Lee Siegel is a National Magazine Award-winning writer, cultural critic, and author of seven books, including the soon-to-be-released Why Argument Matters (Yale University Press). He recently spoke with City Journal associate editor Daniel Kennelly about the book and the roots of argument in human nature and art.
From your title, one might expect a guide to winning arguments or a defense of the necessity of open debate in a liberal society, but it’s more than that. Can you tell us about your aims with this book?
We’re living at a time when basic concepts like freedom, individuality, and democracy—ideas whose meaning we’ve taken for granted since we were children—are being redefined and fought over like never before in this country. “Argument” is one of them. The word used to connote different things in different contexts. An argument with your spouse was bad. An argument in a courtroom was good. An argument with your neighbor was bad. An argument between intellectuals or between political candidates was good. Now the term “argument” almost always signifies an obstruction to civic and to social life. In the popular conception now, argument has declined from its orderly, classical proportions to noise and screaming, to clamorous episodes of clashing egos that appeal only to their audience’s emotions but never to ideals and ideas. I wanted to get to the heart of what argument really is and has always been. As Aristotle and Cicero, the two fathers of modern rhetoric, knew, argument’s power and beauty lie in the way it uses reason to stir up the emotions, in the way it frankly manipulates the audience’s feelings. The media stir up a perpetual state of crisis in which every worthy human activity is rotten and corrupt, and they are constantly warning about the decline of argument into demagoguery. But this is nonsense. The impulse to argue is woven into our biological being. Argument is synonymous with human existence itself; it is the product of the impulse to change our lot and the world around us for the better. I wanted to redeem argument from its contemporary slanderers, and then to show what argument is at its best, which is—hold on to your hat—an act of caring about the world and the people who inhabit it.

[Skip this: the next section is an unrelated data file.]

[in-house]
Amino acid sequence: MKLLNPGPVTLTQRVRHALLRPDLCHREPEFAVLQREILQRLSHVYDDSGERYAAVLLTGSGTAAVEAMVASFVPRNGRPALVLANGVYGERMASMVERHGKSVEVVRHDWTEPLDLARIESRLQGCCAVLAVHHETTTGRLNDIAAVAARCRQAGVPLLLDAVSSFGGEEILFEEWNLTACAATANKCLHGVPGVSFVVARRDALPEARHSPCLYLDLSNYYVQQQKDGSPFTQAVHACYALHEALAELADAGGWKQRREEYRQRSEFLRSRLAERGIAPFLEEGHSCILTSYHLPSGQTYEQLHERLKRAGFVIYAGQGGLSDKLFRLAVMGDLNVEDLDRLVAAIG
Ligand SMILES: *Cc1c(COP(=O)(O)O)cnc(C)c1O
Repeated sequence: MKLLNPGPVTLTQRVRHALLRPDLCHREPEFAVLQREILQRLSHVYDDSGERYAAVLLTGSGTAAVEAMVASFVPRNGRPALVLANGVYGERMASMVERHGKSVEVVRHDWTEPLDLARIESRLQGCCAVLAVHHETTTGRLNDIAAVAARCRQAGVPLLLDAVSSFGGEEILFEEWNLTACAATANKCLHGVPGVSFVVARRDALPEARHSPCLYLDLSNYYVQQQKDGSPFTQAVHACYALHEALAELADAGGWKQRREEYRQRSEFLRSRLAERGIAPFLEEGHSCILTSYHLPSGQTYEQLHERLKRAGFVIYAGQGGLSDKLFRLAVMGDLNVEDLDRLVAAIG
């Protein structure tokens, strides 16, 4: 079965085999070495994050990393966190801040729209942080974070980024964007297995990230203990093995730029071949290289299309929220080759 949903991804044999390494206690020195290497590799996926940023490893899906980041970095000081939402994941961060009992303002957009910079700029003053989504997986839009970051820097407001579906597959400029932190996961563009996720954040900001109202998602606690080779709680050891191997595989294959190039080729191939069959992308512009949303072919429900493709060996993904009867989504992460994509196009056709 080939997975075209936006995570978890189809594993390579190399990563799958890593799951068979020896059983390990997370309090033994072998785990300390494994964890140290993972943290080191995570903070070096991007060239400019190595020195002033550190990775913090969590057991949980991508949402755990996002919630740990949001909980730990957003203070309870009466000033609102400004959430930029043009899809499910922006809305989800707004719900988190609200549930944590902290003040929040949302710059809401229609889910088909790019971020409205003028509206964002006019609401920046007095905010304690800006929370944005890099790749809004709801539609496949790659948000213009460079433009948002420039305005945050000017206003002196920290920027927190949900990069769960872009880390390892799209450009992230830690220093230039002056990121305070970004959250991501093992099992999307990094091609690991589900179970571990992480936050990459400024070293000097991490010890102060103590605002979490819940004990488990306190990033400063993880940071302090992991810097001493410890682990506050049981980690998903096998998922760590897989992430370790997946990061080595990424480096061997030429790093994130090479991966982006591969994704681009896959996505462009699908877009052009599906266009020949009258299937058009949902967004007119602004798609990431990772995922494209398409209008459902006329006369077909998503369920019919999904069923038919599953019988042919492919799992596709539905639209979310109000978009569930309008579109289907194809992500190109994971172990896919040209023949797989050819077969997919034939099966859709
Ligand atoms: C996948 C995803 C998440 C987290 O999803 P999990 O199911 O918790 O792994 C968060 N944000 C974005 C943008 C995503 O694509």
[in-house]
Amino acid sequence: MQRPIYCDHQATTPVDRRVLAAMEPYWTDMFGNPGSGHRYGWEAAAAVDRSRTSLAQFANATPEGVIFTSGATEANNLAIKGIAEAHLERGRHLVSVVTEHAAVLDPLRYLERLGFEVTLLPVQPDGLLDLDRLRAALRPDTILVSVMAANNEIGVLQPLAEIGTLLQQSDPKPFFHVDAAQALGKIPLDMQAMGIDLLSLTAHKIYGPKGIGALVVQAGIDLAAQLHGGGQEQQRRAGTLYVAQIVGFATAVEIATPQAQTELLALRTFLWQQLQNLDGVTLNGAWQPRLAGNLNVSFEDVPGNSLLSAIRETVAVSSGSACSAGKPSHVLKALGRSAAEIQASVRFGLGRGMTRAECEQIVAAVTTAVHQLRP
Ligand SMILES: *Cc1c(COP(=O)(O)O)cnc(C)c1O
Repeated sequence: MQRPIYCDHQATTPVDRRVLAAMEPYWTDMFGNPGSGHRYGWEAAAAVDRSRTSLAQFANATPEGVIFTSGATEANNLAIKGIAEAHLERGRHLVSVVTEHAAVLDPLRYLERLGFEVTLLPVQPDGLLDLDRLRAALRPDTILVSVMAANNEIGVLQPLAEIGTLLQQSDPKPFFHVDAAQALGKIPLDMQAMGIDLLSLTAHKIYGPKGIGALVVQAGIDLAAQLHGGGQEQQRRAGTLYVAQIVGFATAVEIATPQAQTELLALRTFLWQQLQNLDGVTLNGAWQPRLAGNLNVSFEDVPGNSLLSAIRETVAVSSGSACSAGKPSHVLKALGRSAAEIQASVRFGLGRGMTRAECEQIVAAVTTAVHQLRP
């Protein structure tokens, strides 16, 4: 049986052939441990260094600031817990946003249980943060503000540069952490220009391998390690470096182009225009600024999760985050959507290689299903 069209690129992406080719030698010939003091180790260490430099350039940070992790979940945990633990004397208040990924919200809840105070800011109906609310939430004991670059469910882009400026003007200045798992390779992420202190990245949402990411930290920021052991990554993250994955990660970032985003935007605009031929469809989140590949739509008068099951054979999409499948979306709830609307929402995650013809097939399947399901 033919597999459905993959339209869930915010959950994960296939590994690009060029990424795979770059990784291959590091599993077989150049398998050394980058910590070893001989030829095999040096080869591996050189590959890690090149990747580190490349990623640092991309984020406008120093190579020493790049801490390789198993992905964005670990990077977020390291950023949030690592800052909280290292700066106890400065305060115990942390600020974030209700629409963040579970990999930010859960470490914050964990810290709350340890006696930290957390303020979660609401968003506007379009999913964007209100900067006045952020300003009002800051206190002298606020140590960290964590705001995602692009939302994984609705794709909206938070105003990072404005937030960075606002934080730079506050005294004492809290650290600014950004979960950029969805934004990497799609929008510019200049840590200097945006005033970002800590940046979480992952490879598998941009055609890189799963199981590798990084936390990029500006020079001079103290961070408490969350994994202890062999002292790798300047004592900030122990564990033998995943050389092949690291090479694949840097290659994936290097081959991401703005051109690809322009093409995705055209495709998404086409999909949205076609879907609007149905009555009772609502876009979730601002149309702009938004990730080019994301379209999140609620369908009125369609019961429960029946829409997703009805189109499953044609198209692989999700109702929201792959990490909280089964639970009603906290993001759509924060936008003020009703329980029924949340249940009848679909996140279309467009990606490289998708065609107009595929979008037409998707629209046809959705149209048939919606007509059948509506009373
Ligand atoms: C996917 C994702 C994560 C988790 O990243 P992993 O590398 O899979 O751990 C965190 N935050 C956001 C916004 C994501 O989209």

What effects have the Internet and social media had on the art of argument?
They’ve created the image of argument as this discredited activity because everyone who has anything contentious to say, no matter how questionable, can get thousands and sometimes millions of people to read or listen to it. Everybody then says, “Look how debased argument has become!” But it’s not argument that has been degraded; it’s our public venues of expression. Plenty of people are making careful arguments rather than tweeting out attention-getting outrages in 280 characters. Now, you could say that, in just the same way that crabgrass crowds out and kills grass, the Internet and social media are overwhelming and drowning out genuine argument. But in fact when you strip argument down to its fundamentals, which I have tried to do in my book, and demonstrate that argument is at the heart of human life—"I'm serious" is an argument; "Come with me to the store" is an argument—you see that the more sentient and intelligent the argument, the better the life around it becomes. The crabgrass starts to retreat.